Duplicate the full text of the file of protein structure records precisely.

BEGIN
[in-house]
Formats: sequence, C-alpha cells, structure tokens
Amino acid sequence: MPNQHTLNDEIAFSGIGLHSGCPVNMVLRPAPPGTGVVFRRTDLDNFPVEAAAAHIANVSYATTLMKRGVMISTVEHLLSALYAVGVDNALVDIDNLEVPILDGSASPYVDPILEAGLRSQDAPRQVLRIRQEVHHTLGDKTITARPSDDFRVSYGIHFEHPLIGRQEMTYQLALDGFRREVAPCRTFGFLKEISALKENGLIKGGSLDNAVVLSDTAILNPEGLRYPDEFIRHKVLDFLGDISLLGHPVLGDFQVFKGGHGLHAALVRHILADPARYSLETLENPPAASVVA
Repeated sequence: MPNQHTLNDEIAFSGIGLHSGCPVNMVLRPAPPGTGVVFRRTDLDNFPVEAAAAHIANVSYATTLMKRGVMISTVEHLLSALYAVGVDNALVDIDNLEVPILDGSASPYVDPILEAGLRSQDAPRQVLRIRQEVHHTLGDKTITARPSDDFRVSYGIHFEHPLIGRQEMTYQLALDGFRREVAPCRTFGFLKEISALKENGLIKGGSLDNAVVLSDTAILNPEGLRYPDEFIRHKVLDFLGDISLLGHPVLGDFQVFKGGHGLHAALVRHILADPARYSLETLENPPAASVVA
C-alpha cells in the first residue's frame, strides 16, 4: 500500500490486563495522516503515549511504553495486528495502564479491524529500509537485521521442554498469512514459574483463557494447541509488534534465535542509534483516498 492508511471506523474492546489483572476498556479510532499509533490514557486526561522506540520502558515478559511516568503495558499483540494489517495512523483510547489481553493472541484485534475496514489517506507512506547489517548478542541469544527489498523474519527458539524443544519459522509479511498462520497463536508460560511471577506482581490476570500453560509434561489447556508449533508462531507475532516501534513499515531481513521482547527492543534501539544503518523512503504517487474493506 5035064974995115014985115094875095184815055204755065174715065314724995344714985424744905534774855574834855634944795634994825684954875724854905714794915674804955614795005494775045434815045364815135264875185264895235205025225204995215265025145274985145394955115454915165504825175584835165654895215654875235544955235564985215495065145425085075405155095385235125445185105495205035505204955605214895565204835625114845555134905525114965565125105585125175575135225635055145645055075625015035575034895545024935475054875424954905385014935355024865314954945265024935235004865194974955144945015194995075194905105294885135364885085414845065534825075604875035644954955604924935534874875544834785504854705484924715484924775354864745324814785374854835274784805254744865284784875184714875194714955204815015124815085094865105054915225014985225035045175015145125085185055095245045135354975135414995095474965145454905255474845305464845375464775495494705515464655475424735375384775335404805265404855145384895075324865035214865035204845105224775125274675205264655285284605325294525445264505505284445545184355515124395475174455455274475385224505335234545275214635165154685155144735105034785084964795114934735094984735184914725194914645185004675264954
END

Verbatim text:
[in-house]
Formats: sequence, C-alpha cells, structure tokens
Amino acid sequence: MPNQHTLNDEIAFSGIGLHSGCPVNMVLRPAPPGTGVVFRRTDLDNFPVEAAAAHIANVSYATTLMKRGVMISTVEHLLSALYAVGVDNALVDIDNLEVPILDGSASPYVDPILEAGLRSQDAPRQVLRIRQEVHHTLGDKTITARPSDDFRVSYGIHFEHPLIGRQEMTYQLALDGFRREVAPCRTFGFLKEISALKENGLIKGGSLDNAVVLSDTAILNPEGLRYPDEFIRHKVLDFLGDISLLGHPVLGDFQVFKGGHGLHAALVRHILADPARYSLETLENPPAASVVA
Repeated sequence: MPNQHTLNDEIAFSGIGLHSGCPVNMVLRPAPPGTGVVFRRTDLDNFPVEAAAAHIANVSYATTLMKRGVMISTVEHLLSALYAVGVDNALVDIDNLEVPILDGSASPYVDPILEAGLRSQDAPRQVLRIRQEVHHTLGDKTITARPSDDFRVSYGIHFEHPLIGRQEMTYQLALDGFRREVAPCRTFGFLKEISALKENGLIKGGSLDNAVVLSDTAILNPEGLRYPDEFIRHKVLDFLGDISLLGHPVLGDFQVFKGGHGLHAALVRHILADPARYSLETLENPPAASVVA
C-alpha cells in the first residue's frame, strides 16, 4: 500500500490486563495522516503515549511504553495486528495502564479491524529500509537485521521442554498469512514459574483463557494447541509488534534465535542509534483516498 492508511471506523474492546489483572476498556479510532499509533490514557486526561522506540520502558515478559511516568503495558499483540494489517495512523483510547489481553493472541484485534475496514489517506507512506547489517548478542541469544527489498523474519527458539524443544519459522509479511498462520497463536508460560511471577506482581490476570500453560509434561489447556508449533508462531507475532516501534513499515531481513521482547527492543534501539544503518523512503504517487474493506 5035064974995115014985115094875095184815055204755065174715065314724995344714985424744905534774855574834855634944795634994825684954875724854905714794915674804955614795005494775045434815045364815135264875185264895235205025225204995215265025145274985145394955115454915165504825175584835165654895215654875235544955235564985215495065145425085075405155095385235125445185105495205035505204955605214895565204835625114845555134905525114965565125105585125175575135225635055145645055075625015035575034895545024935475054875424954905385014935355024865314954945265024935235004865194974955144945015194995075194905105294885135364885085414845065534825075604875035644954955604924935534874875544834785504854705484924715484924775354864745324814785374854835274784805254744865284784875184714875194714955204815015124815085094865105054915225014985225035045175015145125085185055095245045135354975135414995095474965145454905255474845305464845375464775495494705515464655475424735375384775335404805265404855145384895075324865035214865035204845105224775125274675205264655285284605325294525445264505505284445545184355515124395475174455455274475385224505335234545275214635165154685155144735105034785084964795114934735094984735184914725194914645185004675264954